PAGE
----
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RE: [bluetooth-dev] using axis stack for emulation purposes

> Has anybody already used it? Does it work properly? And what 
> does it do
> exactly? 

Currently, it works only for one master and a slave.

> I am working on a research project on bluetooth and 
> I would like to
> have different hosts on a lan emulating a bluetooth piconet. 
> Would it be
> possible to use the stack to do something like this, or I 
> could just emulate
> a single master-slave connection?  Could it be possible to improve the
> software and make it do what I need?

Sure, but then I think you need to separate the hci emulation
code from the stack and make it a standalone app which has a 
number of 'hci_handle ports'. 

If you want to run e.g 7 client (usermode) stacks towards 
one server on one computer to simulate a piconet you can 
start with creating a hci emul app that creates e.g 7 
unix sockets (see below). Each socket interface will act 
similar as the current hci emulation but the hci emul app 
will also keep track of the different connected hci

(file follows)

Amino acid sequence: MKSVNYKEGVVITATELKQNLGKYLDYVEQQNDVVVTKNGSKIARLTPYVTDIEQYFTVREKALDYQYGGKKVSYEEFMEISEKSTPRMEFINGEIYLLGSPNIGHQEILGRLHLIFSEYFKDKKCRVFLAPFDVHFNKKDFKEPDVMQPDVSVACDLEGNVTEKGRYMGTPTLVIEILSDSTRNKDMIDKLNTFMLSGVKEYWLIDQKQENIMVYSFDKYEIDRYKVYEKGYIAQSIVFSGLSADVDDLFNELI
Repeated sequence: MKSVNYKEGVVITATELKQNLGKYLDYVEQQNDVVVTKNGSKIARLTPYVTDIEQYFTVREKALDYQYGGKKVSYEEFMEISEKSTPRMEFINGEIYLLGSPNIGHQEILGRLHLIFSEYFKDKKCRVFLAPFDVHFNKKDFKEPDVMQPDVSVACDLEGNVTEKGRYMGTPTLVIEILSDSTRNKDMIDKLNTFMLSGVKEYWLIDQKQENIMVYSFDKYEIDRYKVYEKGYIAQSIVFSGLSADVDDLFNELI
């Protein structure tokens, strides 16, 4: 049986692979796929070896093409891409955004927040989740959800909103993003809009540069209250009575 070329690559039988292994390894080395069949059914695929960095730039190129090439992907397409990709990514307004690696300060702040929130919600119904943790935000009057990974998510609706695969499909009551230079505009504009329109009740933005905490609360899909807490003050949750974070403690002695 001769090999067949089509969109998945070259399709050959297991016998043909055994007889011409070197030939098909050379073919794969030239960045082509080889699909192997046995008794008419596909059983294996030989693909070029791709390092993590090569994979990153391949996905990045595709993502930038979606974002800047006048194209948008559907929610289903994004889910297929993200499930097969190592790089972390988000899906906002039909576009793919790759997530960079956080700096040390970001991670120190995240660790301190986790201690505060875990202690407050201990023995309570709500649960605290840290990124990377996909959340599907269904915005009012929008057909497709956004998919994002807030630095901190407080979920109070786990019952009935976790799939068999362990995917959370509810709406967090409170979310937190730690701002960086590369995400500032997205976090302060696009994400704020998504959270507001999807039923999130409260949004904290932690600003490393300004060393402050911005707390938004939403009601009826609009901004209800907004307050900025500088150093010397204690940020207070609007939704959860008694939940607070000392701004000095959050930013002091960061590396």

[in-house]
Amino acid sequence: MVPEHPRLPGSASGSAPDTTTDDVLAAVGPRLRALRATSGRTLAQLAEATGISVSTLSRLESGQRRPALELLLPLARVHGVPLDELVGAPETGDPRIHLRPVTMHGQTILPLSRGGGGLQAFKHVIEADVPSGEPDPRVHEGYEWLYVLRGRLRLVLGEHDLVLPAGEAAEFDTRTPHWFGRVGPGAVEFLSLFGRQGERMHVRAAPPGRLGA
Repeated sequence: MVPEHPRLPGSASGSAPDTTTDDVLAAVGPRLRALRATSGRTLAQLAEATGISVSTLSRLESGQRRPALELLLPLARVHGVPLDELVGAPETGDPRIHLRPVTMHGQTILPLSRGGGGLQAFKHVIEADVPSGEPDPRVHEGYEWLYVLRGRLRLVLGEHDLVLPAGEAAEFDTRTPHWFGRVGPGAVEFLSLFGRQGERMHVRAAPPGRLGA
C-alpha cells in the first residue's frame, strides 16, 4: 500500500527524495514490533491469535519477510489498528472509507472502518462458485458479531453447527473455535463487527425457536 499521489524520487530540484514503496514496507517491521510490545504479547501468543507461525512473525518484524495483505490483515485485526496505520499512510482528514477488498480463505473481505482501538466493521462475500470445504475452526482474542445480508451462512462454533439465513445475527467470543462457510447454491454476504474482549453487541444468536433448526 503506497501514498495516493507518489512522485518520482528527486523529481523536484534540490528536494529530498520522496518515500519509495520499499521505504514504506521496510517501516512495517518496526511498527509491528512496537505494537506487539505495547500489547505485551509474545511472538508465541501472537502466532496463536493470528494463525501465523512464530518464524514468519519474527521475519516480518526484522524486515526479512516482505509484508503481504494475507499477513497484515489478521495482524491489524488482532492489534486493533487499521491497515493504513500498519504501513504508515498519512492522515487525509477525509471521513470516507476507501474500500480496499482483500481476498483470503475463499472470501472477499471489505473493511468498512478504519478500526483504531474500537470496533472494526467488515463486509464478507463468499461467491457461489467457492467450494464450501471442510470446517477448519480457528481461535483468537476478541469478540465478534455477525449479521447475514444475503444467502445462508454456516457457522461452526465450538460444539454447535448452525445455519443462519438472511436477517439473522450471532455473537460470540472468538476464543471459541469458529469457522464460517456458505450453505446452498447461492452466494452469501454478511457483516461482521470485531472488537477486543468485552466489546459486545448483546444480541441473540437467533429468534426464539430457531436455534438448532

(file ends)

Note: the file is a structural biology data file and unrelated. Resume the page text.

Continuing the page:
handles (if more than one connection) and routes the data 
streams to the corresponding socket.

Later on this could be done dynamically like a real BT module 
e.g you have one server socket where you send a connect request and 
then you get back a hci handle nbr which you then use to open 
e.g hci_emul_xx where xx is the handle number.

> I read in a note that the HCI emulation simply converts some 
> hci commands to
> the corrisponding events and simply forwards all acl/sco 
> data. What does it
> mean exactly? 

If the hci emulator receives a connect request it translates this to
a connect indication event. If it receives a connect response it translates
this to a connect complete event with a fictive hci handle . 
If it receives data it just forwards it.
Look in the code yourself, it is pretty straith forward (hci.c). 

Finally, what does "using a unix socket on one 
> computer" mean?

It is like a UDP/TCP socket but you use it locally to connect
two processes instead of two computers, in short... :) 
Have a look on e.g http://www.ecst.csuchico.edu/~beej/guide/net/

> Thanks a lot.
> Tommaso Melodia


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